Q:

What is symbolic play?

A:

A child's ability to use one object to represent another object, an action to symbolize another action, or an idea to stand for another idea is known as symbolic play.

The forming of symbolic thoughts can be observed in young children around 8 months of age. As they become familiar with their surroundings, babies' minds start forming a database of people, objects and actions they observe and experience through their five senses. For example, shaking a rattle or banging a baby toy may turn into the action of touching their heads with the toy to mimic brushing their hair.

As children get older, they begin to imitate what they discover through exploration. At 18 months, a child may pretend to feed a doll with a spoon or use blocks as cars and boats. They might imitate the sound of a motor or hold a piece of fruit to their ears and say, "Hi!"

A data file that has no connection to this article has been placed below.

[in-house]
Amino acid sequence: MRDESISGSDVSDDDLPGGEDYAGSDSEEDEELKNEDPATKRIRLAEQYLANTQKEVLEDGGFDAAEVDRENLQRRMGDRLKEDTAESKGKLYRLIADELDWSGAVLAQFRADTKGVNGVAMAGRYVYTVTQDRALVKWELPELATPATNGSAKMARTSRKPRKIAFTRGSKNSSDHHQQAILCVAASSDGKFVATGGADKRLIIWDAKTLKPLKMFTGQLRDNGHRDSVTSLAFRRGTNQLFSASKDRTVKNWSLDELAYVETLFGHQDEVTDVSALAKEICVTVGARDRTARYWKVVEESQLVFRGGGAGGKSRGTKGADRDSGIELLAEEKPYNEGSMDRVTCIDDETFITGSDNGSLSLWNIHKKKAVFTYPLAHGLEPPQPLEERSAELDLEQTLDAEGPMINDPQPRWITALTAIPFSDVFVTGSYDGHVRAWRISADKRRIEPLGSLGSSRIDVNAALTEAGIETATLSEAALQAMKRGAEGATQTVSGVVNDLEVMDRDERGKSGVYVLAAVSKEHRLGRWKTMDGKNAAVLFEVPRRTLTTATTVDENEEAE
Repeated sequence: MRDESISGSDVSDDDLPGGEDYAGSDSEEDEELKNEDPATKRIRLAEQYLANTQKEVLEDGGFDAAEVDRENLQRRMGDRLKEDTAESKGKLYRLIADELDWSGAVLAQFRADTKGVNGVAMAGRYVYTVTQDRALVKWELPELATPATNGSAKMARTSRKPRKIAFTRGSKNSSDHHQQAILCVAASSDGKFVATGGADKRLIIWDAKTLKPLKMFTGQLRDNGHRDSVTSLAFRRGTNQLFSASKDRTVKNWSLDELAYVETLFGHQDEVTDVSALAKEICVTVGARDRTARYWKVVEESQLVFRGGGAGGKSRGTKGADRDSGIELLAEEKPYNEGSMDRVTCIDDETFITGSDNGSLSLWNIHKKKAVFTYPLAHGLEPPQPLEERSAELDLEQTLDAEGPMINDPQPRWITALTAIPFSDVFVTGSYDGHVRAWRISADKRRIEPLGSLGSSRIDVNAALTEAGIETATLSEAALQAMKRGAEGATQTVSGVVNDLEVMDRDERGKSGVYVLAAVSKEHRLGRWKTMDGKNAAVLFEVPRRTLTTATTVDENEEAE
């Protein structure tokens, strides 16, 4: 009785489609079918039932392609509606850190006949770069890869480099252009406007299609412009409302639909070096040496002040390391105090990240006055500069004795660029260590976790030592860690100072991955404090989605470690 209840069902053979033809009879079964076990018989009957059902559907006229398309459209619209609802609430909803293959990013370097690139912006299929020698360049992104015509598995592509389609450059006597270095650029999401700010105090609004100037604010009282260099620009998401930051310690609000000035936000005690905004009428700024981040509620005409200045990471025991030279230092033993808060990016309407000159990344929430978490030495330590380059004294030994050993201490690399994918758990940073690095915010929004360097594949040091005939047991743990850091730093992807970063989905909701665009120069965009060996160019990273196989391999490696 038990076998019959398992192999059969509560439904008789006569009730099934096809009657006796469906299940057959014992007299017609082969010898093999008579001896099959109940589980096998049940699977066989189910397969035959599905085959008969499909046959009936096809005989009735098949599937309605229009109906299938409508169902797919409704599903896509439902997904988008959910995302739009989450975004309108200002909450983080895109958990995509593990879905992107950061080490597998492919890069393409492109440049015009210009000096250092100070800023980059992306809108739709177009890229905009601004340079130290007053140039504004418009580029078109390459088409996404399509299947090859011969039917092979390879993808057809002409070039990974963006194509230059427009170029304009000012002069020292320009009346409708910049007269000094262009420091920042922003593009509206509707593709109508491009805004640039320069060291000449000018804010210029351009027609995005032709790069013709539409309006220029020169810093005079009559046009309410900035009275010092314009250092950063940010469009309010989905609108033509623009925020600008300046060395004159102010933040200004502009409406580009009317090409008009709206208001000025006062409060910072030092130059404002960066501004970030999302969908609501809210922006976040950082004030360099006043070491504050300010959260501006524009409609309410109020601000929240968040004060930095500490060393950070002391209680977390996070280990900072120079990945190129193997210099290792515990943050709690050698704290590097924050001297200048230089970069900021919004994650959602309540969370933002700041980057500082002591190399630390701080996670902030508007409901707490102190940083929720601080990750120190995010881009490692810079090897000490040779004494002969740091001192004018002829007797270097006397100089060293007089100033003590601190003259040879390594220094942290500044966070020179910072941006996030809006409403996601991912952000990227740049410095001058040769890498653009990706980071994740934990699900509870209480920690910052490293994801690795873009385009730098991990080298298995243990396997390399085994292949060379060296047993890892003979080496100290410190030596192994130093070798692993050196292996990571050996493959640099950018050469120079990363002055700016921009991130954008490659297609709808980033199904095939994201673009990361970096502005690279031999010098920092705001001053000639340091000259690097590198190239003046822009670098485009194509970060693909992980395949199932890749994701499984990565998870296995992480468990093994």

Dramatic play is considered one of the purest forms of symbolic thought and is necessary for strong intellectual development. At age three, a child may assign roles to themselves and to others. They may say things like, "You be the mommy, and I be the baby," or "I be a kitty, and you be a puppy." Creative dramatics incorporates critical thinking and problem solving.

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